Who doesn’t love a good Christmas movie musical? I certainly do, as do most others, I think. There’s just something about Christmas and musicals that go very well together. So, when I heard that Netflix was making Jingle Jangle: A Christmas Journey, I was interested to see what they’d pull together. The trailer looked like a whimsical delight, filled with gorgeous sets and an all-star cast. And, having seen the film, that’s precisely what it is. While Jingle Jangle: A Christmas Journey could stand to be about thirty minutes shorter, it’s a bundle of holiday joy packed with fantastic performances, gorgeous visuals, and some pretty solid songs. (3.5 out of 5 wands.)
(NOTE: There may be mild spoilers ahead. Read at your own risk.)
Jingle Jangle: A Christmas Journey (written and directed by David E. Talbert)
A musical adventure and a visual spectacle for the ages, Jingle Jangle: A Christmas Journey is a wholly fresh and spirited family holiday event. Set in the gloriously vibrant town of Cobbleton, the film follows legendary toymaker Jeronicus Jangle (Academy Award winner Forest Whitaker) whose fanciful inventions burst with whimsy and wonder. But when his trusted apprentice (Emmy winner Keegan-Michael Key) steals his most prized creation, it’s up to his equally bright and inventive granddaughter (newcomer Madalen Mills) — and a long-forgotten invention — to heal old wounds and reawaken the magic within. From the imagination of writer-director David E. Talbert and featuring original songs by John Legend, Philip Lawrence, and Davy Nathan, Jingle Jangle: A Christmas Journey reminds us of the strength of family and the power of possibility.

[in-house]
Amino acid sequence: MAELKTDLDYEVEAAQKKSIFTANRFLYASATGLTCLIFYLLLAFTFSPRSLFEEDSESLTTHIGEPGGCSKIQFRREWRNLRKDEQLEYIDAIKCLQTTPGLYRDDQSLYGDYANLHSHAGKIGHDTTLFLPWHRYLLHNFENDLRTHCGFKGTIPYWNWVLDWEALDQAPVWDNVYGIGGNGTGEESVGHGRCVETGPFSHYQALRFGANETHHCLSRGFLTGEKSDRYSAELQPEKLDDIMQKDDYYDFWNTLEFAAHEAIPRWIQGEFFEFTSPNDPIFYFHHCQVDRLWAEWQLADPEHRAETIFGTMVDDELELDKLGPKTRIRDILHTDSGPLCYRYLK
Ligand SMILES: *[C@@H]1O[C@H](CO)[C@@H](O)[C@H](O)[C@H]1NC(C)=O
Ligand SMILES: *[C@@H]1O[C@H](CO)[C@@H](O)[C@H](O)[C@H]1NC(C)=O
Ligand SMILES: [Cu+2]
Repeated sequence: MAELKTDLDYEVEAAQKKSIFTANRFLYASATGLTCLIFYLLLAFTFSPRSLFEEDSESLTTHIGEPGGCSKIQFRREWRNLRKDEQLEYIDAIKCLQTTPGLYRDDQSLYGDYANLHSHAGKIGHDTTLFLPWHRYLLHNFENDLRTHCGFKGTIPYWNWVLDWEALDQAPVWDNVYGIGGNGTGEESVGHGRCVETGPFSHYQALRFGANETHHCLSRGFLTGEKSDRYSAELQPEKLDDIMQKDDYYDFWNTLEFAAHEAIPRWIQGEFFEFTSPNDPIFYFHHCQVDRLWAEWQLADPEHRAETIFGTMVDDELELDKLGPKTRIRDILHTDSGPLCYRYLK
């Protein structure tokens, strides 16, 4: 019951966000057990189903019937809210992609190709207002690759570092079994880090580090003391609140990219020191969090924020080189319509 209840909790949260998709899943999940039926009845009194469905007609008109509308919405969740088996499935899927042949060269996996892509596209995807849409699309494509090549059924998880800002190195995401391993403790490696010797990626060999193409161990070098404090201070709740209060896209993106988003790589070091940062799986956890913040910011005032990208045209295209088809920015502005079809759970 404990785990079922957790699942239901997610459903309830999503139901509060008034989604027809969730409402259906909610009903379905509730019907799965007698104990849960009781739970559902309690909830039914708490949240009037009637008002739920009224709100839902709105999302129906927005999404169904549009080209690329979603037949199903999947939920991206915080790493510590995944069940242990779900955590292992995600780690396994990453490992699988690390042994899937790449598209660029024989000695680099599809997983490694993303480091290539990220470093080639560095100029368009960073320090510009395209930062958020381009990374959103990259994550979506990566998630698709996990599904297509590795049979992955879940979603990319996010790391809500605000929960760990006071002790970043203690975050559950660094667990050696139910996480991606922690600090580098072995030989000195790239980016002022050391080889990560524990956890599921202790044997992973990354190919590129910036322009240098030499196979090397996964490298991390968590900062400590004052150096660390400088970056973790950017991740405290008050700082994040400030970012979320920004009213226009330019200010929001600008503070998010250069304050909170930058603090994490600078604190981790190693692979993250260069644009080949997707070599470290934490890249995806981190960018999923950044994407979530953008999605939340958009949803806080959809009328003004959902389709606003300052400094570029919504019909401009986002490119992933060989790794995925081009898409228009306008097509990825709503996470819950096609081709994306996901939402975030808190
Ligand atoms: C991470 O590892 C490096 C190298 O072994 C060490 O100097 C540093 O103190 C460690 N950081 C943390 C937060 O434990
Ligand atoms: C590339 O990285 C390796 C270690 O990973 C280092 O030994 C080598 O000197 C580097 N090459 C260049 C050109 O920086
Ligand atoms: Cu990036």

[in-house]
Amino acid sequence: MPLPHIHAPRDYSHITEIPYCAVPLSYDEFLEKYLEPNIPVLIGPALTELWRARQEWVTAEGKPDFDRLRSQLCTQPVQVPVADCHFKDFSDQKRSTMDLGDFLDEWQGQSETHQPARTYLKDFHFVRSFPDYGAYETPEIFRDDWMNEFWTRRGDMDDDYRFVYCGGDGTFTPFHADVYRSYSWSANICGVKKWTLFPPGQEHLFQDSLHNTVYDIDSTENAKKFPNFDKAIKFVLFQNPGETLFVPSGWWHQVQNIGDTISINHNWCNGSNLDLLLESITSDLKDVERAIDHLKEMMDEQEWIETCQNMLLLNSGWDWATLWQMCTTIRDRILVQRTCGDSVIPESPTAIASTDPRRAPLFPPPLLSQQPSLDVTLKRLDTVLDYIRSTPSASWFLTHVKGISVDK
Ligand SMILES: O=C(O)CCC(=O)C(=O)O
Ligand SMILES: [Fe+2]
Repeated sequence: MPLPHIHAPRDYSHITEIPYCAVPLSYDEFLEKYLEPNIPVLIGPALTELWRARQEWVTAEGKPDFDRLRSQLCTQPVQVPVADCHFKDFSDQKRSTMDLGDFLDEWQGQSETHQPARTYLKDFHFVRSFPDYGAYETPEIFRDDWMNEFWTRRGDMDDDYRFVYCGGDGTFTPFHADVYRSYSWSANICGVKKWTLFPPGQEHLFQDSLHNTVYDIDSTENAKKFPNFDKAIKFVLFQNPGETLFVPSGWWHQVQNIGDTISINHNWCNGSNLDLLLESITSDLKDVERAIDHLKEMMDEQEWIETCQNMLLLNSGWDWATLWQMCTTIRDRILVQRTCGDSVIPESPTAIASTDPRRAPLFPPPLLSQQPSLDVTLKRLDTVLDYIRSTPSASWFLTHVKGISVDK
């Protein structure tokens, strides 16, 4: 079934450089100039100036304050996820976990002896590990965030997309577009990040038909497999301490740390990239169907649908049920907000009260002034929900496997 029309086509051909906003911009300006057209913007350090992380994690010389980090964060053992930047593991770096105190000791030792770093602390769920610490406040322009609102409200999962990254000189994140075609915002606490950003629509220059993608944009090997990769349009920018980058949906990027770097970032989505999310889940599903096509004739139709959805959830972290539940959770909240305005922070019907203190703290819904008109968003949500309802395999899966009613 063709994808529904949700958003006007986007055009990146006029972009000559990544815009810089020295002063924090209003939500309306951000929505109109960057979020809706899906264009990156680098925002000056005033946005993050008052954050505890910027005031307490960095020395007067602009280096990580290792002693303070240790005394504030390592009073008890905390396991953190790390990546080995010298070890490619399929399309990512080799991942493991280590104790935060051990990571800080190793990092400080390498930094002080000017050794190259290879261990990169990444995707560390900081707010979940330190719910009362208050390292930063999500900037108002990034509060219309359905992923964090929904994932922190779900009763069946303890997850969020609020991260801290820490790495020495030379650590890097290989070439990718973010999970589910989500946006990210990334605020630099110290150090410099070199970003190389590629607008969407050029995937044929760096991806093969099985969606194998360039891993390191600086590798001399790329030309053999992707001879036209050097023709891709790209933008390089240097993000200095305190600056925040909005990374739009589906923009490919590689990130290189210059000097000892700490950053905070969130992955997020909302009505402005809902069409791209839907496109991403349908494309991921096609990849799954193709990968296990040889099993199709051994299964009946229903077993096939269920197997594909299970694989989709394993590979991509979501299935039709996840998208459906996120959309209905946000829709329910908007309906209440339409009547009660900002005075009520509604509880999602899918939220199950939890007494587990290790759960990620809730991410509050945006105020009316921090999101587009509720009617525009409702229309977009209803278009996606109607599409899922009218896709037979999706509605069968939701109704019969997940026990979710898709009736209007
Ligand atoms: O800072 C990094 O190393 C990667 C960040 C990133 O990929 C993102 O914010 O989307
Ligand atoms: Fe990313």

Jingle Jangle: A Christmas Journey tells the story of an inventor, Jeronicus Jangle (Forest Whitaker), who, after inventing Don Juan (Ricky Martin), a toy that can come to life, gets betrayed by his apprentice, Gustafson (Keegan-Michael Key). Gustafson steals all of Jeronicus’ inventions and uses them to become the world’s most prominent toymaker, leaving Jeronicus in staggering debt and depression. Years later, Jeronicus is visited by his granddaughter, Journey (Madalen Mills), who appears to possess the same gift for invention that Jeronicus once had. Perhaps, with Journey’s help, Jeronicus can get out of his funk and rediscover his belief in himself and in the magic of what he does. It’s a solid premise for a Christmas movie, and all the elements are there for a fulfilling story, but the whole thing is hampered by uneven pacing and an unfocused script.
Ostensibly, the film should be about Journey trying to connect with Jeronicus, bringing him out of his Ebenezer Scrooge-like funk and back into the joyous being he once was. It would seem the film wants to be the story of their relationship. However, Journey doesn’t appear on screen until about 50 minutes into the movie. Instead, those first fifty minutes are just the setup for the film’s premise—spanning from Jeronicus’ downfall as a young man to where we find for him for the bulk of the story. It’s the kind of thing you’d typically cover through a song or two in the first ten minutes of a movie like this, but drug out for an additional forty minutes. For a while, I started to wonder if the trailers had misled me and Forest Whitaker’s older incarnation of Jeronicus would only be in the last little bit of the film, but around the half-hour mark, the action jumps ahead in time and catches up with Jeronicus as an old man. It’s here that the film properly establishes what it is actually going to be about. Now, to be fair, this setup is very interesting, but at some point, you definitely start to feel how it drags on and I believe the movie would have benefitted greatly from trimming a lot of this down.